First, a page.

While it is tempting to consider window dressing one of the finishing touches to your decorating project, making your selection early can help set the tone for your entire home. There are an impressive variety of window treatments to choose from today, from simple to ornate -- to match every style. In this article, we will explore some of the many choices and discuss how they are best used in a home.
Window shades are among the most popular choices. They provide structure similar to that offered by window blinds, but with the softness and color options available in curtains. If you decide on window shades, your selection process is still far from over. Some window shades have mechanical components to open and close either at the window or even remotely. Other window shades close by pulling a wand or cord at the side of the shade.
Window shades come in roller shade styles, perhaps the most inexpensive choice. There are Roman window shades where one section folds under the next for great insulation and a very clean look. These shades are generally more durable than typical roller window shades. Pleated window shades have extra fabric for softness. A new variation in the pleated window shade is the cellular shade, which has a honeycomb look from the side.
Window blinds are an excellent alternative to window shades. They tend to have a clean, classic look that complements many modern or high tech decorating themes. These options, too, have a wide range, with wood blinds adding warmth and style to any decor. Wood blinds can be finished to have a modern look, left unstained, or sometimes mixed with metal for a unique and eye catching appearance.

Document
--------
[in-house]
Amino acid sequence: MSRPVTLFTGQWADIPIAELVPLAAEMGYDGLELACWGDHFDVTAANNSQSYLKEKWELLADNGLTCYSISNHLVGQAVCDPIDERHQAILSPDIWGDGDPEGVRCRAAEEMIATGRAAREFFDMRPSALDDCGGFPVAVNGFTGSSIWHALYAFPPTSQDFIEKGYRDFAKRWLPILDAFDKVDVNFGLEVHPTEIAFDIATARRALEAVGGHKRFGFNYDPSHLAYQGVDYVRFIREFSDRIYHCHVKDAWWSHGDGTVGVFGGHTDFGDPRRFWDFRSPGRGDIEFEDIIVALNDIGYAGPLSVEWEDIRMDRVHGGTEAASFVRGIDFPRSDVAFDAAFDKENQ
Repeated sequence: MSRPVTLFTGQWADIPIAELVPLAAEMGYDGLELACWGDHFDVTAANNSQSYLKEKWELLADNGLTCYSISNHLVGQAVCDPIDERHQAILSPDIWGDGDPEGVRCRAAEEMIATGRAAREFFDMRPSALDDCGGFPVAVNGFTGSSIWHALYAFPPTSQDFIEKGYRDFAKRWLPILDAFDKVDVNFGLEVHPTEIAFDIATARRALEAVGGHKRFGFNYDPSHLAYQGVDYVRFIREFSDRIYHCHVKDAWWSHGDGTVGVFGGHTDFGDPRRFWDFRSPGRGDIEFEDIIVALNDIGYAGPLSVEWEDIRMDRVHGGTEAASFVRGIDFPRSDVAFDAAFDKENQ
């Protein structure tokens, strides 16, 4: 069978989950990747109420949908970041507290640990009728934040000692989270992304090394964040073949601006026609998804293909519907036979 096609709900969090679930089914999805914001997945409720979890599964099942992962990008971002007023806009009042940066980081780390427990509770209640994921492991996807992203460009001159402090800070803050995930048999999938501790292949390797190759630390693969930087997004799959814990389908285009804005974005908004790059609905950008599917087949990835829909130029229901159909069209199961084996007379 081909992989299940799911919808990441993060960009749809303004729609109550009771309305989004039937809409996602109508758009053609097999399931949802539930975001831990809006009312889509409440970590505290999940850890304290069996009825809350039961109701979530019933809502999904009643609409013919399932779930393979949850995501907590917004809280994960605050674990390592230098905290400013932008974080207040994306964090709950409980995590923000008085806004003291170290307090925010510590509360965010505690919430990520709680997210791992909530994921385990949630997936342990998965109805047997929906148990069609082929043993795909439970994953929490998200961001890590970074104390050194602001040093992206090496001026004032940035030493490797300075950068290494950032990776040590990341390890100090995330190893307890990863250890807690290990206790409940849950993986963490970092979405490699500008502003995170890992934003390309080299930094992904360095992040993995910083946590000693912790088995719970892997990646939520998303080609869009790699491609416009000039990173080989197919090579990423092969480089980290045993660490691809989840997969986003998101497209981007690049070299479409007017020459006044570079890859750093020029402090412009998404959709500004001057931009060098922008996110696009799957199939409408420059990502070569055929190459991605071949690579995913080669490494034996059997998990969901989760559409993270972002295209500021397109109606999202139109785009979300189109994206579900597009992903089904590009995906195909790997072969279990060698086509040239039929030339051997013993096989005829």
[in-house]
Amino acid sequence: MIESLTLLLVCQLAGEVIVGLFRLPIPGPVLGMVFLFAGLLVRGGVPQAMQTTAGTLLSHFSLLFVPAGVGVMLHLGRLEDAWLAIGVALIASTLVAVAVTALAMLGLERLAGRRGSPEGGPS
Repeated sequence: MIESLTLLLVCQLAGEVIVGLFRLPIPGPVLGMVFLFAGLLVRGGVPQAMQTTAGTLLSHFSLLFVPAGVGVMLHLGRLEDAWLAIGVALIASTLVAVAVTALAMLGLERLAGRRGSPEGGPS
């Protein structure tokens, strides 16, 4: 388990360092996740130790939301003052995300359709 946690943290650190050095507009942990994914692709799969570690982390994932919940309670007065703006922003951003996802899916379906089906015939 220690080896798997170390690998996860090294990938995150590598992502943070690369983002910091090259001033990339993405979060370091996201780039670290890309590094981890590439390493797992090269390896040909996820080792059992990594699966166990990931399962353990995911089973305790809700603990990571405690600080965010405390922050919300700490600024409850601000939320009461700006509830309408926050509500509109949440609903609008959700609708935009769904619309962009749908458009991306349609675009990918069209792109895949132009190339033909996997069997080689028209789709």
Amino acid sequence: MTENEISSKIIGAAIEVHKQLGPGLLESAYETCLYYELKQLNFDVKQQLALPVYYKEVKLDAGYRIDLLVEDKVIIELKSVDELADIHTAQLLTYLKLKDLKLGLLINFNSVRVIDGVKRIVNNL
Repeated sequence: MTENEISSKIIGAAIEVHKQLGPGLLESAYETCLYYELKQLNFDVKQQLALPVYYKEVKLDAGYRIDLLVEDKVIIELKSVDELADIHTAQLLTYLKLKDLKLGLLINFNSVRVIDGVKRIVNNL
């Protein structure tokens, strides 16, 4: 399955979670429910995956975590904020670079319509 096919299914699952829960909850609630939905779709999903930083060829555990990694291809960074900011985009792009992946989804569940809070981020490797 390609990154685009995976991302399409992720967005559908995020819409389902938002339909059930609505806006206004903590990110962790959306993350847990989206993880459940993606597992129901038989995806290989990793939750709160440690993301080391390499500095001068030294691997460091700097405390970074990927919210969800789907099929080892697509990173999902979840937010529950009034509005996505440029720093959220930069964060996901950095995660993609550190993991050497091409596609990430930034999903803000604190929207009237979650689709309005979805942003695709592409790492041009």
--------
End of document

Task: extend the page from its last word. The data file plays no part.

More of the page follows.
Many people choose window blinds for bathroom applications although wood blinds are not optimal due to condensation. Window blinds have many options in addition to wood blinds such as vinyl and aluminum that work great in the bathroom or in kitchen applications where steam and grease can be hard on your window treatments.
In the bedroom and living room, the beauty of curtains is popular and provides the opportunity to enjoy the outdoors during the day. This choice is often combined with window blinds for privacy when desired. Window blinds can be crafted in the same or complementary fabric for a coordinated look, or durable wood blinds work well -- especially in areas of high traffic or frequented by children.
If you are a third shift or swing shift worker, consider blackout options, to keep sunlight outside while you're trying to sleep. If this is not enough to dim a bright room, consider the addition of shutters.
Window shutters have become more popular in recent years, and now include a range of materials and design options our parents never dreamed of. Traditional shutters have narrow shutter panels with louvers. These shutters are thicker in front, resulting in a wedge shape. Plantation shutters are thicker with larger slats or louvers. Combined with quality wood blinds light can be virtually eliminated from a room to meet the needs of daytime sleepers and to facilitate little ones' naps.
Most shutters are painted in colors complementary to your decorating scheme, but stained shutters are very attractive and have a warmer look. Many people still consider wood shutters the gold standard, but others are open to exploring the wide variety of material available for shutters today. Many of these options can have the look of wood with durability and water resistance that wood lacks. The price of your shutters can vary widely depending on the material choice selected.
Don't leave your windows as the finishing touch to your decorating project. When you're priming your walls, prime your design scheme by dressing your windows -- and the results will be a well-coordinated, well-decorated room!